Jeremy Chang, PhD, is a postdoctoral scholar in the laboratory of Nevan Krogan, PhD. He joined Gladstone after completing his PhD in chemical and systems biology from the Stanford School of Medicine. [Photo: Chris Goodfellow, Gladstone Institutes]

 

What brought you to Gladstone?

I came to Gladstone and UCSF to work with Nevan Krogan on cancer, and along the way I roped Steve Altschuler and Lani Wu (UCSF) into being my co-advisors as well. All three are at the vanguard of the field we call systems biology. They have successfully used modern technology and quantitative analysis to address interesting questions in biology.

Were you interested in science as a child?

Yes. I think a big reason is because I had great teachers. One of them, Mr. Shortenhaus, stands out as being particularly cool. He was tall, stern, had a buzz cut, and perhaps was a former athlete. He had a clear answer for everything, and he commanded the full respect of the students. He made his own bed of nails and laid down on it in front of the class to demonstrate how force, when spread out across enough area, doesn’t result in enough pressure to puncture skin. He got up, beaming that he was still intact, but when he turned around we were horrified to see splotches of blood on his shirt. I guess some of the nails weren’t level. He just shrugged it off.

Why did you decide to go to graduate school?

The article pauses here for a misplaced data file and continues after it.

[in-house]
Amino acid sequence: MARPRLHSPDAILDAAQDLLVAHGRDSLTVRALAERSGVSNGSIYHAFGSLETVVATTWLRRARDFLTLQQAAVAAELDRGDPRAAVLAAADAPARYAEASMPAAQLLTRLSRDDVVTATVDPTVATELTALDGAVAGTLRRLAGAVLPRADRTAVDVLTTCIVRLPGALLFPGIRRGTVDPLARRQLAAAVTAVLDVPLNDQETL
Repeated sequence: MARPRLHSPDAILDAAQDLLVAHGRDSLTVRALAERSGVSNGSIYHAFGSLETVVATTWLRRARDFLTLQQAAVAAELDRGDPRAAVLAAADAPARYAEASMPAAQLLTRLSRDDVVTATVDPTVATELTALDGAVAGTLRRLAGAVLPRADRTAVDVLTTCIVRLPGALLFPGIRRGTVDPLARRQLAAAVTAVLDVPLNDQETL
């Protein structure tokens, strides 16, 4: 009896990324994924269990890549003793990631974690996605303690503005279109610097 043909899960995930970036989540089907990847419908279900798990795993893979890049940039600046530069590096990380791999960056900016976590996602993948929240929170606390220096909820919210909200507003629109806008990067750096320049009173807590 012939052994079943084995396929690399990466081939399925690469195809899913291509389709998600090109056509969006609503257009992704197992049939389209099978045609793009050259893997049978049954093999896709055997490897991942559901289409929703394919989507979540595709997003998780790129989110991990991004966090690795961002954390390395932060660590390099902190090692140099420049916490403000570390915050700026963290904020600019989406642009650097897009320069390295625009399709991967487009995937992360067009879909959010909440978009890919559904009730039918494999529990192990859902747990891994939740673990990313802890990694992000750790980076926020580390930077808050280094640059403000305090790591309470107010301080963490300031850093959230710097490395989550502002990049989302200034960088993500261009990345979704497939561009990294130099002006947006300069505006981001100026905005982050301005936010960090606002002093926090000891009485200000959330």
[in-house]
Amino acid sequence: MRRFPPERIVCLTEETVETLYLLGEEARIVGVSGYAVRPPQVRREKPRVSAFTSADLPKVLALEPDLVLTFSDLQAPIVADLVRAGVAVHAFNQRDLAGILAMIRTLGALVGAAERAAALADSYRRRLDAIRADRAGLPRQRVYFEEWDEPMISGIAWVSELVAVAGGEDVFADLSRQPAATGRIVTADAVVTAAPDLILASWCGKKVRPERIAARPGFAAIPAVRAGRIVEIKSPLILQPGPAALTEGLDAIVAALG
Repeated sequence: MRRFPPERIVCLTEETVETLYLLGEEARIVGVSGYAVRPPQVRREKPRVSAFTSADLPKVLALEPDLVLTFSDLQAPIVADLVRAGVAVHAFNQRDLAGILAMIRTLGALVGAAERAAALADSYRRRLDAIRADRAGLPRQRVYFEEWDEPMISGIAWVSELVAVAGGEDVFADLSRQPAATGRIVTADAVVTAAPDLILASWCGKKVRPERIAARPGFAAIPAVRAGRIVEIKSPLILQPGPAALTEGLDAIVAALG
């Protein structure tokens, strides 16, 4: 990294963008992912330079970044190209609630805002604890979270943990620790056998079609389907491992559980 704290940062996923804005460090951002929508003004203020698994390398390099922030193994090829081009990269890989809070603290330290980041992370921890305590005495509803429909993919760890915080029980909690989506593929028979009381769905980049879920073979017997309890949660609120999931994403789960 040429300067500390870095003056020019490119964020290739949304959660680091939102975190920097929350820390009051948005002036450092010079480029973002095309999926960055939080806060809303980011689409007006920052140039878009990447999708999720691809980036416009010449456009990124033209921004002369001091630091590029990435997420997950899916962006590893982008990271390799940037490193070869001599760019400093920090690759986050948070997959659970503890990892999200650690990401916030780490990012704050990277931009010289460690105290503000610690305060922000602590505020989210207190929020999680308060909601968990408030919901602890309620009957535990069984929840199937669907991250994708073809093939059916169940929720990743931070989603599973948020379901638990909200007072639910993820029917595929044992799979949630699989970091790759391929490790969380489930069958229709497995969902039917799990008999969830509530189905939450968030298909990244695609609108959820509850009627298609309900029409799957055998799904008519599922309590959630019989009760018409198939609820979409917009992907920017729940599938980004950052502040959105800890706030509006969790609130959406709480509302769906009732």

I think the expected answer is that I liked research. The truth is, at the time I wasn’t sure. I really did like mulling things over. Maybe, in part, it was also a lifetime of societal expectations that I be intelligent, good at math, etc. Maybe I didn’t like the idea of leaving academia—people say it’s hard to return. I think, to a large extent, I only became certain that graduate school was the right choice in the last couple of years of graduate school. Now I look back and see it as one of the greatest eras of my life. It’s really special to have the opportunity I had to study and think about whatever I wanted, and to work with intelligent, decent people.

What do you do when you are not working in the lab?

Since November, I typically am refreshing my NYTimes app. Actually, I do this while I am in the lab, too.

If you could learn to do anything, what would it be?

I think it would be pretty cool to be able to elevate the financial compensation and public standing of scientists (and basic researchers in particular). Maybe that is something to think about later in my career.

What is your hidden/unique talent?

I have a strong sense of smell. Please be careful.

If you could meet any scientist from any point in time, who would it be and why?

I think the only ultimately defensible answer to this question would be a scientist from the future, so we can get all the answers.

Up Next